Did I mention those kids were homeschooled (not the goats, we loaded them–the goats–onto the school bus every morning and only the male with the black floppy ears got a detention once, and that only for chewing his cud in class, causing the teacher to believe he was chewing gum, which, of course, is against the rules)? Well they were. They spent about an hour each day doing school work, a few hours a week at the local library, and the rest of their waking hours running barefoot through swamp and across pastures, and down the dusty lane. They would hide in the deep cuts on either side of the road left after the rain and beam dirt bombs at passing cars, screaming “Die Germans!” (I apologize to any Germans reading this. Please note that these children were just about raised in a barn, and that most of them have somehow grown up to be reasonably well-functioning adults with open perspectives. But I am writing about the children.) They would dash to the 400 acre ranch a quarter mile down the road and, slipping through the metal gate, brave ant mounds and prickly pears (wait, where were their shoes? This wouldn’t be a problem if they were wearing shoes) to swim in the lake half a mile into the second pasture where the cows cooled off during the summer. Never mind that the cows would also drop turds in that water; the children liked to drink it because it was sweet. Never mind that gators lived in those bodies of water; the children would swim to the very middle, where their feet couldn’t reach the bottom and slick, flat weeds left red welts on their legs. Never mind that there was no one within a half a mile to call to should they need help; the children would dive under to explore the murky mysteries hidden below.

Looking back, I’m thinking Damn, glad we didn’t get an amoeba to the brain. What are the odds, you might ask? Well, it happened once to some poor kid (not a goat) in a lake about ten miles from my parents’ farm, and that makes the odds greater than nothing.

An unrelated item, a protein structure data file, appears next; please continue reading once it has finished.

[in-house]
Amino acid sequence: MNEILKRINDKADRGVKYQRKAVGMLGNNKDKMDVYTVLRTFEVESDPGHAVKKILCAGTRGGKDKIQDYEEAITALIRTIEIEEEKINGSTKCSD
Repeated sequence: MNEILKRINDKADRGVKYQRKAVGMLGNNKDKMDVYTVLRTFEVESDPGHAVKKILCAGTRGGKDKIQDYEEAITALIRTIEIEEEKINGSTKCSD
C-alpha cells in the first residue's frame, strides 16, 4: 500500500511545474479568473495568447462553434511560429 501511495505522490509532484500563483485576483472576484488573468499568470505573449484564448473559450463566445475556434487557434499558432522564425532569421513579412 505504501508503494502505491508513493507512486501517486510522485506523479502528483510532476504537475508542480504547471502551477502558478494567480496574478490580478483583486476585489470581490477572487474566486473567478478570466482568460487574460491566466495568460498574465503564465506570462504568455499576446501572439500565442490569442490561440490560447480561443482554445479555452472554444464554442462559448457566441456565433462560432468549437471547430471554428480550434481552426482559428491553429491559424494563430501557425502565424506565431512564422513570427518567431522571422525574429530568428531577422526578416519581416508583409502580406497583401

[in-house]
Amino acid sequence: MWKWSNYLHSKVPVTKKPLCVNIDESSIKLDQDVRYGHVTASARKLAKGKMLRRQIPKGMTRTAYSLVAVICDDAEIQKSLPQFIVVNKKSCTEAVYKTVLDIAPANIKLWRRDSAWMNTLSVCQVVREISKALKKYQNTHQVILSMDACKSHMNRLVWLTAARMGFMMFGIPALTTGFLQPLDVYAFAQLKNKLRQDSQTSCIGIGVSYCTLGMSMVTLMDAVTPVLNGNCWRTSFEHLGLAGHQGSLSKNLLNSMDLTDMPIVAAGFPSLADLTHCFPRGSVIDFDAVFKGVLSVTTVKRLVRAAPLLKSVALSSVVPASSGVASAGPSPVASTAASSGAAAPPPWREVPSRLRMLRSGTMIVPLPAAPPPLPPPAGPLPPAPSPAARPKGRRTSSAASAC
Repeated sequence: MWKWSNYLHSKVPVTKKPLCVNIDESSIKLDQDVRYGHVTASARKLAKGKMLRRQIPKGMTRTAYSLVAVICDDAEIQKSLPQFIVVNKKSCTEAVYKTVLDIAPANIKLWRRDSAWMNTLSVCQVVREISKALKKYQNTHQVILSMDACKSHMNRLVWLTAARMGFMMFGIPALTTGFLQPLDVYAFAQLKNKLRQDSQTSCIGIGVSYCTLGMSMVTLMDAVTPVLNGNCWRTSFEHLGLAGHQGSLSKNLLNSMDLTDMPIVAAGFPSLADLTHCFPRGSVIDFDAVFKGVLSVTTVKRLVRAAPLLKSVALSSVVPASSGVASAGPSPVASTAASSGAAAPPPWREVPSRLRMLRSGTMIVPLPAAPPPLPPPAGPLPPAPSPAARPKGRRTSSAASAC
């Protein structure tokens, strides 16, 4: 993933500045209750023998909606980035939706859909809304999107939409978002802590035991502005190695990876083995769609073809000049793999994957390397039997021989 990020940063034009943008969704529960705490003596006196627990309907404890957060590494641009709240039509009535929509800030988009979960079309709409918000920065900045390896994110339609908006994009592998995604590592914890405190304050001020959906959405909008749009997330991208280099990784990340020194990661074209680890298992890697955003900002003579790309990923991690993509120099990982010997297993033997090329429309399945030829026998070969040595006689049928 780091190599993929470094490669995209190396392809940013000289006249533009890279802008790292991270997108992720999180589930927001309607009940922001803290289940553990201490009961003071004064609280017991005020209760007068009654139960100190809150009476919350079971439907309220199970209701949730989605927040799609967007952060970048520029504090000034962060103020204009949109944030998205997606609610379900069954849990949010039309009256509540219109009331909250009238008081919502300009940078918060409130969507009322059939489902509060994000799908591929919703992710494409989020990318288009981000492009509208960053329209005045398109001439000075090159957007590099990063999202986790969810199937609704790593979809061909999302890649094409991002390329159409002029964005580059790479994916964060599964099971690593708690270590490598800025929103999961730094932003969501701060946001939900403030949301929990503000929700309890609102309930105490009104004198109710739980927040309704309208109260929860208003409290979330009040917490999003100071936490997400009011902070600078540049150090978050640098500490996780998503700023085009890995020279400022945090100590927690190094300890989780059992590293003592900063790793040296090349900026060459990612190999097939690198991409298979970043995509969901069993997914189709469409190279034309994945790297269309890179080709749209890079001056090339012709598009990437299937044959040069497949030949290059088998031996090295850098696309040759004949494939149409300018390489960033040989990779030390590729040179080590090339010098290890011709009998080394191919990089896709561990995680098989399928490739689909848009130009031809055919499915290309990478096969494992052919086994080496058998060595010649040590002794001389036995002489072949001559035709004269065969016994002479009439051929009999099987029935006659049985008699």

I’ve skipped a whole lot of background and only reached my tenth birthday and now I’m questioning my initial expectations of what this About Me was going to be about. Well, me. But, alas, I suppose I can save some details for later.

So, as they say–you know, the people who used VHS–those old motherf*&kers say, let’s fast forward.

Angsty teen fights eating disorder rebels against parents suicidal thoughts fights with parents runs track argues with parents plays the violin poorly yells at parents runs cross country defies parents graduates high school (homeschool) earns Associates same year attends UCF earns an A- in discrete mathematics switches major to English Lit earns a couple of B+s well played angsty teen breaks up with first boyfriend heals broken heart with hot sex graduates from UCF goes to China learns Mandarin teaches English makes friends has a lot of sex drinks a lot of booze smokes a lot of cigarettes makes a lot of bad choices comes out as gay (not one of the bad choices) meets an abusive man gets pregnant comes back to States teaches English has baby girl loves being a mom goes BACK to school for computer science resumes chasing age-old writing dream…

Please tell me you didn’t–hold on, gotta catch my breath; that was a lot–please tell me you didn’t click that button, right? Cause, it’s fake. It goes no where. Well, I suppose you know that now.

Regardless, now you have a very full, very clear picture of who I am. There should be absolutely no question in your mind. None. Trust me, all humans are inherently simplistic, flat characters, and if you take their lives one paragraph at a time, it’s a trivial thing to know them. To understand their motivations.

I’m so glad you’re here. I’d love to hear from you, as well.

What I Do
  • Nothing, mostly, and everything, all at once
  • Write
  • Read
  • Cook
  • Engineering stuff